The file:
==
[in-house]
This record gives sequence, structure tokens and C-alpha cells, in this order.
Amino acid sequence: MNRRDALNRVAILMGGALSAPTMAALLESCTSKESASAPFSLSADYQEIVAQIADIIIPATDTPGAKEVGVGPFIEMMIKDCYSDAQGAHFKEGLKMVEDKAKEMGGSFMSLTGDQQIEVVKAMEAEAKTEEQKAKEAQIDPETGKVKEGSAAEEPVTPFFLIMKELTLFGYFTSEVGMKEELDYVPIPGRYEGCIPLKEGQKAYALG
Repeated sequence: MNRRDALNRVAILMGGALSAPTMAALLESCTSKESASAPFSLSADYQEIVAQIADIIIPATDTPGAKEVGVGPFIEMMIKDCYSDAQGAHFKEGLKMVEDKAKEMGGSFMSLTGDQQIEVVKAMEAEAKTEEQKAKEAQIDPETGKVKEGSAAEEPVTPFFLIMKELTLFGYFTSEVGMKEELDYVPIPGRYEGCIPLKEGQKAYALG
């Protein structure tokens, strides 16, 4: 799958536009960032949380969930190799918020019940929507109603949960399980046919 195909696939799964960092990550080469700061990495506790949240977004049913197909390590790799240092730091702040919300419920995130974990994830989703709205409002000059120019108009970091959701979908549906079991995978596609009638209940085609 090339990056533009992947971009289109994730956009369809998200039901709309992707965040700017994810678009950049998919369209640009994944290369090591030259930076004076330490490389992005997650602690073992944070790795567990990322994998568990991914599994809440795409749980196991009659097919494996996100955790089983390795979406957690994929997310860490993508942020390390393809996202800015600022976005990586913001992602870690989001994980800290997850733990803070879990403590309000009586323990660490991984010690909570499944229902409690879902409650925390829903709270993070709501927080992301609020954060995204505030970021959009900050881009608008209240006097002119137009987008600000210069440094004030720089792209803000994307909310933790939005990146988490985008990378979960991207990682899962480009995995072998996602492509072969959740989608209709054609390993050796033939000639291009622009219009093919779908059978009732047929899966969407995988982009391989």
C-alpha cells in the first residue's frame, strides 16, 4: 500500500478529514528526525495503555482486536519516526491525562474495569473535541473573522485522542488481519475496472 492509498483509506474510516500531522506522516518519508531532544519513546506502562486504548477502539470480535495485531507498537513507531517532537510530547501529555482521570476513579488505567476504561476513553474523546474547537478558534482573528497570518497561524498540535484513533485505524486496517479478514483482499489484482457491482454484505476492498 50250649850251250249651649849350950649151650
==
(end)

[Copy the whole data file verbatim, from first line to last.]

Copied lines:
[in-house]
This record gives sequence, structure tokens and C-alpha cells, in this order.
Amino acid sequence: MNRRDALNRVAILMGGALSAPTMAALLESCTSKESASAPFSLSADYQEIVAQIADIIIPATDTPGAKEVGVGPFIEMMIKDCYSDAQGAHFKEGLKMVEDKAKEMGGSFMSLTGDQQIEVVKAMEAEAKTEEQKAKEAQIDPETGKVKEGSAAEEPVTPFFLIMKELTLFGYFTSEVGMKEELDYVPIPGRYEGCIPLKEGQKAYALG
Repeated sequence: MNRRDALNRVAILMGGALSAPTMAALLESCTSKESASAPFSLSADYQEIVAQIADIIIPATDTPGAKEVGVGPFIEMMIKDCYSDAQGAHFKEGLKMVEDKAKEMGGSFMSLTGDQQIEVVKAMEAEAKTEEQKAKEAQIDPETGKVKEGSAAEEPVTPFFLIMKELTLFGYFTSEVGMKEELDYVPIPGRYEGCIPLKEGQKAYALG
């Protein structure tokens, strides 16, 4: 799958536009960032949380969930190799918020019940929507109603949960399980046919 195909696939799964960092990550080469700061990495506790949240977004049913197909390590790799240092730091702040919300419920995130974990994830989703709205409002000059120019108009970091959701979908549906079991995978596609009638209940085609 090339990056533009992947971009289109994730956009369809998200039901709309992707965040700017994810678009950049998919369209640009994944290369090591030259930076004076330490490389992005997650602690073992944070790795567990990322994998568990991914599994809440795409749980196991009659097919494996996100955790089983390795979406957690994929997310860490993508942020390390393809996202800015600022976005990586913001992602870690989001994980800290997850733990803070879990403590309000009586323990660490991984010690909570499944229902409690879902409650925390829903709270993070709501927080992301609020954060995204505030970021959009900050881009608008209240006097002119137009987008600000210069440094004030720089792209803000994307909310933790939005990146988490985008990378979960991207990682899962480009995995072998996602492509072969959740989608209709054609390993050796033939000639291009622009219009093919779908059978009732047929899966969407995988982009391989």
C-alpha cells in the first residue's frame, strides 16, 4: 500500500478529514528526525495503555482486536519516526491525562474495569473535541473573522485522542488481519475496472 492509498483509506474510516500531522506522516518519508531532544519513546506502562486504548477502539470480535495485531507498537513507531517532537510530547501529555482521570476513579488505567476504561476513553474523546474547537478558534482573528497570518497561524498540535484513533485505524486496517479478514483482499489484482457491482454484505476492498 50250649850251250249651649849350950649151650